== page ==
The meeting with Klein Group signed owners this morning went very well. It was quite upbeat with a close to full house, along with 17 owners that had emailed Klein Group their wishes for voting on the proposed instructions from all the signed owners to Klein Group. After presenting a summary of the history of the AP assembly from the first meeting with the AP strata councils to today, and an update of market for downtown commercial properties, Klein Group also presented some information on the new assembly they are working on across Hornby Street from AP3.
 
About 18 months ago, that 87 unit strata was faced with the need to have substantial special assessments to maintain their building. There is only a single council involved, who appointed a building committee to help evaluate the options after they received their Depreciation Report. They analyzed the options and brought the matter to their AGM where the vote was 85% in favor of going to market rather than put in an awful lot of money into their 40 year old building. Klein had been shortlisted and then chosen to try to do an assembly. The legal review of the Klein Group Listing Agreement was completed in 3 business days. Over the course of the next 2 months, all council and building committee members signed with Klein.
 
Once that was completed, Council and Building Committee members assisted Klein Group in reaching out to owners, without spending any strata funds. Klein Group then contacted the owners and had 80% assembled and listed in 6 weeks.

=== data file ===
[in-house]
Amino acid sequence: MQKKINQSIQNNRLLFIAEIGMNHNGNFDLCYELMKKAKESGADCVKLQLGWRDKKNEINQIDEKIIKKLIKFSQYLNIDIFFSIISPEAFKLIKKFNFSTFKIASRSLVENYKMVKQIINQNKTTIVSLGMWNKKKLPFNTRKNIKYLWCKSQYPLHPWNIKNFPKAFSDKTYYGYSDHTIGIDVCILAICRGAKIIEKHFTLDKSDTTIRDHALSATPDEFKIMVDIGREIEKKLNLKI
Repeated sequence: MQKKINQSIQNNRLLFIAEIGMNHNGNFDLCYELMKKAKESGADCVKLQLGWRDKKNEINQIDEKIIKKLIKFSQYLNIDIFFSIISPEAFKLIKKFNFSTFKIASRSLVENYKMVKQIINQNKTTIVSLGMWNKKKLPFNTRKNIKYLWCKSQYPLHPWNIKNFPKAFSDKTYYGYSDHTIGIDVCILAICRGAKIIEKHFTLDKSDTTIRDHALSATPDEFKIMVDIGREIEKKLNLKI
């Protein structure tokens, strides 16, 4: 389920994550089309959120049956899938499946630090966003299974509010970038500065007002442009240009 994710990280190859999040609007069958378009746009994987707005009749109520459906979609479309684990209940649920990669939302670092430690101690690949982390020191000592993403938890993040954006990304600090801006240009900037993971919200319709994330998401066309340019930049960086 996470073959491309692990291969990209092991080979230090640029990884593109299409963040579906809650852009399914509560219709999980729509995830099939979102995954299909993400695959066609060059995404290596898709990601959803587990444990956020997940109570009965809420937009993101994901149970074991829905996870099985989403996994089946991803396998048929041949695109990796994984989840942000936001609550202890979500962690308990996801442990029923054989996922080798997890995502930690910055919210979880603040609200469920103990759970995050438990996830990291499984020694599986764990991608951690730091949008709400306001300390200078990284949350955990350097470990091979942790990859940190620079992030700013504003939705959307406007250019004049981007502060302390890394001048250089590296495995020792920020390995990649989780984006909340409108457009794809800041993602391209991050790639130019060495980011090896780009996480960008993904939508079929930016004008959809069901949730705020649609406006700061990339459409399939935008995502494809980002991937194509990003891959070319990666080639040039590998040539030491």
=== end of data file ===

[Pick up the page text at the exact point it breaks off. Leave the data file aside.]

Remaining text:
The Klein Group Listing agreement there is identical in form and fees (including the incentive fees) to the Listing Agreement he is using at AP. There was one provision that differed based on an internal allocation on sale proceeds in their strata documents. So, at least one other strata in our immediate vicinity acted without hesitation and is moving forward to market in the first quarter of 2018.
 
Turning to our situation at AP, there are 3 stratas whose councils have historically never worked well together and were not willing to recommend any brokerage. That changed with the new AP3 council, which has recommended the Klein Group assembly approach.